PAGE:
A duck born with a mangled leg in Arlington, Tenn., now has a prosthetic leg that was “printed” on a 3-D printer. Scientists at Princeton University are researching the feasibility of using 3-D printers to create human ears out of organic materials. And some have even designed printable guns and ammunition magazines.
3-D printing is the latest technology trend that is entering the mainstream as prices drop low enough ($2,000 or less) that even individuals can afford such a contraption. And as of this year, people can buy 3-D printers in Oklahoma City, from Maker's Tool Works, led by CEO and founder Jeff Davis.
After a period of beta testing, Maker's Tool Works began selling its MendelMax printer for about $1,600 to the public in January. Davis said he has shipped the ready-to-build printer to U.S. cities and to countries such as New Zealand, Australia, Taiwan, Russia, Poland and Switzerland.
Previously, this type of technology, known as rapid prototyping, cost hundreds of thousands of dollars. Manufacturers used rapid prototype machines to test and tweak objects they had designed before mass-producing them; universities also would use them in architecture or engineering programs.
But the 3-D printing process, as Davis recently demonstrated in his office just west of downtown Oklahoma City, is simple: Find a ready-made design available on the Internet, tell the computer to print it and watch the object grow from the base up. Those who want to create their own designs will have to know how to use computer modeling software.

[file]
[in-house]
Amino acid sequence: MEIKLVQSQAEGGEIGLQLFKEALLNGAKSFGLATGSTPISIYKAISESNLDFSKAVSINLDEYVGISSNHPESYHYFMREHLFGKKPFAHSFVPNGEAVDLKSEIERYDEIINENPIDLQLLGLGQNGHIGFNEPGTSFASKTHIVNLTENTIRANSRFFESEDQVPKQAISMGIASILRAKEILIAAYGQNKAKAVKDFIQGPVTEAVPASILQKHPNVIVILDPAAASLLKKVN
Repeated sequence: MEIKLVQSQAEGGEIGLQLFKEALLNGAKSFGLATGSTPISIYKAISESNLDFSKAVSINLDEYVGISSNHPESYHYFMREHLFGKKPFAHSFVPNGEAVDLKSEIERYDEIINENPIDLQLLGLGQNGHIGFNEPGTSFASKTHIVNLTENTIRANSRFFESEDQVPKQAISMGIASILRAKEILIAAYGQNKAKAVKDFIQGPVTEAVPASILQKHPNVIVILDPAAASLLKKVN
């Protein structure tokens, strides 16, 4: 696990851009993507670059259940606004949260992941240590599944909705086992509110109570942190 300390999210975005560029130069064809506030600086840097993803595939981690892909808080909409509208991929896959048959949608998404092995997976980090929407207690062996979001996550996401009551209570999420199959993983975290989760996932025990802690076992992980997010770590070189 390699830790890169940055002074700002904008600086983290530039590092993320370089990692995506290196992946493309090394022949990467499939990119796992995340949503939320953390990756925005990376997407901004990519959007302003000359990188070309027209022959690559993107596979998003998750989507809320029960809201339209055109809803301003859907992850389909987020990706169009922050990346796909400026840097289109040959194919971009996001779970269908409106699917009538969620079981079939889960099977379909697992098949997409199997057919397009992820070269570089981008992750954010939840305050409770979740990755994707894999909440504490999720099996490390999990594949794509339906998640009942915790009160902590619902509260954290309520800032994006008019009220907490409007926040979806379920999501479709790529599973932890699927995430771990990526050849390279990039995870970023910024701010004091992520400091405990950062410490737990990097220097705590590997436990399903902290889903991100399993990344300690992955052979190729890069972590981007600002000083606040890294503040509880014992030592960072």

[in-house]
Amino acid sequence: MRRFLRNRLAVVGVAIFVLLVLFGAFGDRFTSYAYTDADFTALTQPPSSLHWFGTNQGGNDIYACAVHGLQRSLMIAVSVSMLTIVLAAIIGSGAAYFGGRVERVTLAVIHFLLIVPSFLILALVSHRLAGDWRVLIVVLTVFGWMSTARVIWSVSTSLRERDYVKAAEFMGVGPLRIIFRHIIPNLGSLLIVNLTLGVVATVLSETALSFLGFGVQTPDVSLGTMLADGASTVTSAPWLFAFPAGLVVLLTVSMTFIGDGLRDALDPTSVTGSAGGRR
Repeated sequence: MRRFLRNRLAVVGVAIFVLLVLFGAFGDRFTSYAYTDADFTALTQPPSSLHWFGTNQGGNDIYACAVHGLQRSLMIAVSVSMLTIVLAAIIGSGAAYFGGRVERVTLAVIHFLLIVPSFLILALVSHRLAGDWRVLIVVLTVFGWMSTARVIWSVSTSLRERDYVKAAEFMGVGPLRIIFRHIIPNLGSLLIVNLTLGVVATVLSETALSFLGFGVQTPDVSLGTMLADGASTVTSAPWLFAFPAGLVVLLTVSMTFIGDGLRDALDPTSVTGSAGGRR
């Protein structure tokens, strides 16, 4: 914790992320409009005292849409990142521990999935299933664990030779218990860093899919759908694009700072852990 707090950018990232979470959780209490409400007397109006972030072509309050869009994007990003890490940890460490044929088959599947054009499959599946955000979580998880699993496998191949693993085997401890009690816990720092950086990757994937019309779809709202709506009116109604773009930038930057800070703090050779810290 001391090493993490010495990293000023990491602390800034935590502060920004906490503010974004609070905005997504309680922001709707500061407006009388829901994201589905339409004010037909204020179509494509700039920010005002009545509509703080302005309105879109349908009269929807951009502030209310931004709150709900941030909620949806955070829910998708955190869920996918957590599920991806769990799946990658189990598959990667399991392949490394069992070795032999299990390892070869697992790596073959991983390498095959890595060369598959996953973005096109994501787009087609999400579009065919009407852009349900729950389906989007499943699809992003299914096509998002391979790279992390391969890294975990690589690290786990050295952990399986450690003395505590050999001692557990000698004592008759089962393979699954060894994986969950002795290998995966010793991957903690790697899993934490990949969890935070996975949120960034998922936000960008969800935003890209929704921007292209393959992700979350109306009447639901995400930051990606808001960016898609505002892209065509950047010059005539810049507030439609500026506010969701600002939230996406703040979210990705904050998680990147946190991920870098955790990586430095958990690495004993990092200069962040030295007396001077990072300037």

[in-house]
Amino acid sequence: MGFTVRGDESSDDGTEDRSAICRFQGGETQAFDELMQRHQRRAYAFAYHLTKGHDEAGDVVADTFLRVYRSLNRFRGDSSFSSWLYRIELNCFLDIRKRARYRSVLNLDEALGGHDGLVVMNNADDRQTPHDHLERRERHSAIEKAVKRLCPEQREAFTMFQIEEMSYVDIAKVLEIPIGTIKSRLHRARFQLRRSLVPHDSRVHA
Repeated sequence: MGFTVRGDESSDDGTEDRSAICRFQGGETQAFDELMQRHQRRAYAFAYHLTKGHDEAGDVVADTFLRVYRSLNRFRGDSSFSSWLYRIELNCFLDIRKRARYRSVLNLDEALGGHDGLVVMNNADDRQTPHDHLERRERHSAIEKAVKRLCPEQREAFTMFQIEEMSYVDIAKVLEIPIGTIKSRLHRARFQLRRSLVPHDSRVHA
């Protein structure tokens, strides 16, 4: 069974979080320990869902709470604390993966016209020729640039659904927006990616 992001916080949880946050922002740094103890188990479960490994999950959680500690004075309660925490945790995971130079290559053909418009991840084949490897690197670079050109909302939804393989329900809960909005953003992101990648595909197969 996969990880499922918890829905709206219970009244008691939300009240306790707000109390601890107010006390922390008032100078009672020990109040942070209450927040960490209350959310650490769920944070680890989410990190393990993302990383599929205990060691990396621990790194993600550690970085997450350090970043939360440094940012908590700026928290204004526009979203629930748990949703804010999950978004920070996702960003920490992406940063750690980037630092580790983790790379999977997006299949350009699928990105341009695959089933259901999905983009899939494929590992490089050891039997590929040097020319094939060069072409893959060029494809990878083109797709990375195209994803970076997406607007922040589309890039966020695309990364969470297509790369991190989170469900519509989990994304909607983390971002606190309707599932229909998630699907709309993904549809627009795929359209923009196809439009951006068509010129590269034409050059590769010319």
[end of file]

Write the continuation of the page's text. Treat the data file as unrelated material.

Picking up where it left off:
Before visitors arrived, Davis downloaded to his computer a pyramidlike design called a broken obelisk, available on the Web, to show them. When they got there, he typed on his computer to start the process, and the 3-D printer machine sitting on his desk nearby beeped and whirred into action.
A bright green spool of filament — the plastic used to create the design similar to ink on a paper printer — sat on top of the printer, feeding a heated nozzle used to build the pyramid. Materials for that small of an object cost just a few cents, Davis said.
“Literally it starts out with the plastic up top,” Davis explained as the device began drawing the pyramid's green square base on a heated flat surface. “It goes down into the print head, which has a motor in it that pulls it in, and it's very precise so it knows exactly how to control the flow. And it still to me is almost magic.”
As the printer created the object one level at a time, Davis showed off other things he had recently printed — a cartoonlike dragon head, a plastic Quadcopter part and a replica of Darth Vader's TIE Fighter from “Star Wars.”
The possibilities for 3-D printing have many people amazed. Whether they want to use the process for their businesses, homes, school projects, artistic endeavors or hobbies, nearly everyone can think of something they'd like to print from scratch.
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